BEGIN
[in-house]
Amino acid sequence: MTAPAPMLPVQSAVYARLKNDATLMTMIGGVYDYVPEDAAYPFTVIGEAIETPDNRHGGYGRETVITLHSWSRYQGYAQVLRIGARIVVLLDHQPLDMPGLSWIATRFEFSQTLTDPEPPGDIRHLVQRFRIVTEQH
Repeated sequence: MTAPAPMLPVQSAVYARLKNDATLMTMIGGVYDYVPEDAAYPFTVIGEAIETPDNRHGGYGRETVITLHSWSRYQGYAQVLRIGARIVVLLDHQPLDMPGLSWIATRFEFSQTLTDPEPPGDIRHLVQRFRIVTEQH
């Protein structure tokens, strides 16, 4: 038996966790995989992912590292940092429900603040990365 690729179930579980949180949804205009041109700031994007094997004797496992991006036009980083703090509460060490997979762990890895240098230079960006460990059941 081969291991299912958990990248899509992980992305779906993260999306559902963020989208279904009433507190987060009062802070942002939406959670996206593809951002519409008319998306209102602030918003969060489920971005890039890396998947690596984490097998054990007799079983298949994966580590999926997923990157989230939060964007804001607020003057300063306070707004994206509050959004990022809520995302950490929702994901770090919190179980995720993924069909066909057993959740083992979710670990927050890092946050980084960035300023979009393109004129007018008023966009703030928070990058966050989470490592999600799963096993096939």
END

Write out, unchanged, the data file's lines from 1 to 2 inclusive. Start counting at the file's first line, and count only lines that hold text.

[in-house]
Amino acid sequence: MTAPAPMLPVQSAVYARLKNDATLMTMIGGVYDYVPEDAAYPFTVIGEAIETPDNRHGGYGRETVITLHSWSRYQGYAQVLRIGARIVVLLDHQPLDMPGLSWIATRFEFSQTLTDPEPPGDIRHLVQRFRIVTEQH